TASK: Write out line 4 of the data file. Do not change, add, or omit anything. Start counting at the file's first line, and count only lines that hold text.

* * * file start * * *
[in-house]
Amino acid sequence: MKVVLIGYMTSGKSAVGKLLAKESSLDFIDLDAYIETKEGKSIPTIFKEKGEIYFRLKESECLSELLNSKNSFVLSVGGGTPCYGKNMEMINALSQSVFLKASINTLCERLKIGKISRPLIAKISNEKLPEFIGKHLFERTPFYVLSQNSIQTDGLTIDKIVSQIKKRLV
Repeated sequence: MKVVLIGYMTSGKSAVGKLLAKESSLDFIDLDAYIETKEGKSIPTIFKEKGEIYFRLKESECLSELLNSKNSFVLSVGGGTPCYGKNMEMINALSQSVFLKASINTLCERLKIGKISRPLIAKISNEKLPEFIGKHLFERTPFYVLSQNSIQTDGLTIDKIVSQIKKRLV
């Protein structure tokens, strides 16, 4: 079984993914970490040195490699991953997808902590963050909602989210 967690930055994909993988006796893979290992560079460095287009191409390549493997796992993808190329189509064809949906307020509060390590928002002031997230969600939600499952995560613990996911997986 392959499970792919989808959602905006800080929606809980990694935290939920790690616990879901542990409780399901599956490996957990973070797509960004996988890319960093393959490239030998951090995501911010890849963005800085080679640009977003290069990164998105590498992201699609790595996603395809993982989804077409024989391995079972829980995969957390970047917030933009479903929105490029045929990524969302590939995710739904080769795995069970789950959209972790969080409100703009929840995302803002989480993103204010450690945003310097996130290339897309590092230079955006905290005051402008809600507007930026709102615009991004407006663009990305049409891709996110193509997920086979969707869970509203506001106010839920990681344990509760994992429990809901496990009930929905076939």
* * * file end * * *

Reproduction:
């Protein structure tokens, strides 16, 4: 079984993914970490040195490699991953997808902590963050909602989210 967690930055994909993988006796893979290992560079460095287009191409390549493997796992993808190329189509064809949906307020509060390590928002002031997230969600939600499952995560613990996911997986 392959499970792919989808959602905006800080929606809980990694935290939920790690616990879901542990409780399901599956490996957990973070797509960004996988890319960093393959490239030998951090995501911010890849963005800085080679640009977003290069990164998105590498992201699609790595996603395809993982989804077409024989391995079972829980995969957390970047917030933009479903929105490029045929990524969302590939995710739904080769795995069970789950959209972790969080409100703009929840995302803002989480993103204010450690945003310097996130290339897309590092230079955006905290005051402008809600507007930026709102615009991004407006663009990305049409891709996110193509997920086979969707869970509203506001106010839920990681344990509760994992429990809901496990009930929905076939």